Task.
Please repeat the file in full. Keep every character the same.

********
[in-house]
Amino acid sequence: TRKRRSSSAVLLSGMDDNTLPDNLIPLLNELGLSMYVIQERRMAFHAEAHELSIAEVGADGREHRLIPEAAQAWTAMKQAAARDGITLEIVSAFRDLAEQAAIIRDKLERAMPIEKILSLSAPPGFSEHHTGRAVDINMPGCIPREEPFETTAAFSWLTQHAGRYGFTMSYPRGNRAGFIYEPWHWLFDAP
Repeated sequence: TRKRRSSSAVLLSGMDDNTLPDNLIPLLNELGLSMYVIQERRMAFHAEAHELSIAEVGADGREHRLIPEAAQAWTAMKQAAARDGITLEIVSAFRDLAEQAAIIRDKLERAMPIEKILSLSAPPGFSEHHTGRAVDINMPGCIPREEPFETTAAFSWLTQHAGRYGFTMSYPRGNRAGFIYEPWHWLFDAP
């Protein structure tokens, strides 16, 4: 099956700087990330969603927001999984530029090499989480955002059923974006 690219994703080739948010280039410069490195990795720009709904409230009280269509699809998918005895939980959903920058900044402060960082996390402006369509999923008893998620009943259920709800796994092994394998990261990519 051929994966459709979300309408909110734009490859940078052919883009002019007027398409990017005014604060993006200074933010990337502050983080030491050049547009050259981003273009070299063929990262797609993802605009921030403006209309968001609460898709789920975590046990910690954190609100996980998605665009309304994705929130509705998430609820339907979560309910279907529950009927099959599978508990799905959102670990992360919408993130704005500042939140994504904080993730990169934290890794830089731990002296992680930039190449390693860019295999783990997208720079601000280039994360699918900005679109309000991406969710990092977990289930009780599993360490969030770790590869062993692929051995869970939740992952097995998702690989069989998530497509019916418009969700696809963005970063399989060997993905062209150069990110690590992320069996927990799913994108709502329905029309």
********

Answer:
[in-house]
Amino acid sequence: TRKRRSSSAVLLSGMDDNTLPDNLIPLLNELGLSMYVIQERRMAFHAEAHELSIAEVGADGREHRLIPEAAQAWTAMKQAAARDGITLEIVSAFRDLAEQAAIIRDKLERAMPIEKILSLSAPPGFSEHHTGRAVDINMPGCIPREEPFETTAAFSWLTQHAGRYGFTMSYPRGNRAGFIYEPWHWLFDAP
Repeated sequence: TRKRRSSSAVLLSGMDDNTLPDNLIPLLNELGLSMYVIQERRMAFHAEAHELSIAEVGADGREHRLIPEAAQAWTAMKQAAARDGITLEIVSAFRDLAEQAAIIRDKLERAMPIEKILSLSAPPGFSEHHTGRAVDINMPGCIPREEPFETTAAFSWLTQHAGRYGFTMSYPRGNRAGFIYEPWHWLFDAP
């Protein structure tokens, strides 16, 4: 099956700087990330969603927001999984530029090499989480955002059923974006 690219994703080739948010280039410069490195990795720009709904409230009280269509699809998918005895939980959903920058900044402060960082996390402006369509999923008893998620009943259920709800796994092994394998990261990519 051929994966459709979300309408909110734009490859940078052919883009002019007027398409990017005014604060993006200074933010990337502050983080030491050049547009050259981003273009070299063929990262797609993802605009921030403006209309968001609460898709789920975590046990910690954190609100996980998605665009309304994705929130509705998430609820339907979560309910279907529950009927099959599978508990799905959102670990992360919408993130704005500042939140994504904080993730990169934290890794830089731990002296992680930039190449390693860019295999783990997208720079601000280039994360699918900005679109309000991406969710990092977990289930009780599993360490969030770790590869062993692929051995869970939740992952097995998702690989069989998530497509019916418009969700696809963005970063399989060997993905062209150069990110690590992320069996927990799913994108709502329905029309």